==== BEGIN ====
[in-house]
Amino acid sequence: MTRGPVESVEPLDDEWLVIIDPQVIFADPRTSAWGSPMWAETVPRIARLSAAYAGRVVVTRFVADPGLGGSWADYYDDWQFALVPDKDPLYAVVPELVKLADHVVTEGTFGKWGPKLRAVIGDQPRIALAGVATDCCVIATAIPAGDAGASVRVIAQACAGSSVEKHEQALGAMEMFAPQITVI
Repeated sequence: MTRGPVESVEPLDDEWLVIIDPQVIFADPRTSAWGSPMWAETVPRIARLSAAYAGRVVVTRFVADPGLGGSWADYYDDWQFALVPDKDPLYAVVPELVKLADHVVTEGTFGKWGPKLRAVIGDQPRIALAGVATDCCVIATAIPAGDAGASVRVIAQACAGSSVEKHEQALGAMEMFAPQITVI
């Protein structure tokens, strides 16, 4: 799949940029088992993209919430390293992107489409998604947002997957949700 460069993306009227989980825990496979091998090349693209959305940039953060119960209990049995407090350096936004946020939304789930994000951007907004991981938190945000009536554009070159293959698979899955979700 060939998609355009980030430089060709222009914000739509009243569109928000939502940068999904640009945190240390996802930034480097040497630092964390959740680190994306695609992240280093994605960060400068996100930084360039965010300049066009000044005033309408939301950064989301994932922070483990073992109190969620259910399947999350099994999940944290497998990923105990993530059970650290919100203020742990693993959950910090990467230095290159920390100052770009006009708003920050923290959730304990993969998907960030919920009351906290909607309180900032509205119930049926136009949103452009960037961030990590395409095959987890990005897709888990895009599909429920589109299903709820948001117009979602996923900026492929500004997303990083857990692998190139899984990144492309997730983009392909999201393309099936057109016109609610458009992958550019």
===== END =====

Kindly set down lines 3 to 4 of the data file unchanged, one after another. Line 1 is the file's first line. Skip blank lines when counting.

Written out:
Repeated sequence: MTRGPVESVEPLDDEWLVIIDPQVIFADPRTSAWGSPMWAETVPRIARLSAAYAGRVVVTRFVADPGLGGSWADYYDDWQFALVPDKDPLYAVVPELVKLADHVVTEGTFGKWGPKLRAVIGDQPRIALAGVATDCCVIATAIPAGDAGASVRVIAQACAGSSVEKHEQALGAMEMFAPQITVI
């Protein structure tokens, strides 16, 4: 799949940029088992993209919430390293992107489409998604947002997957949700 460069993306009227989980825990496979091998090349693209959305940039953060119960209990049995407090350096936004946020939304789930994000951007907004991981938190945000009536554009070159293959698979899955979700 060939998609355009980030430089060709222009914000739509009243569109928000939502940068999904640009945190240390996802930034480097040497630092964390959740680190994306695609992240280093994605960060400068996100930084360039965010300049066009000044005033309408939301950064989301994932922070483990073992109190969620259910399947999350099994999940944290497998990923105990993530059970650290919100203020742990693993959950910090990467230095290159920390100052770009006009708003920050923290959730304990993969998907960030919920009351906290909607309180900032509205119930049926136009949103452009960037961030990590395409095959987890990005897709888990895009599909429920589109299903709820948001117009979602996923900026492929500004997303990083857990692998190139899984990144492309997730983009392909999201393309099936057109016109609610458009992958550019």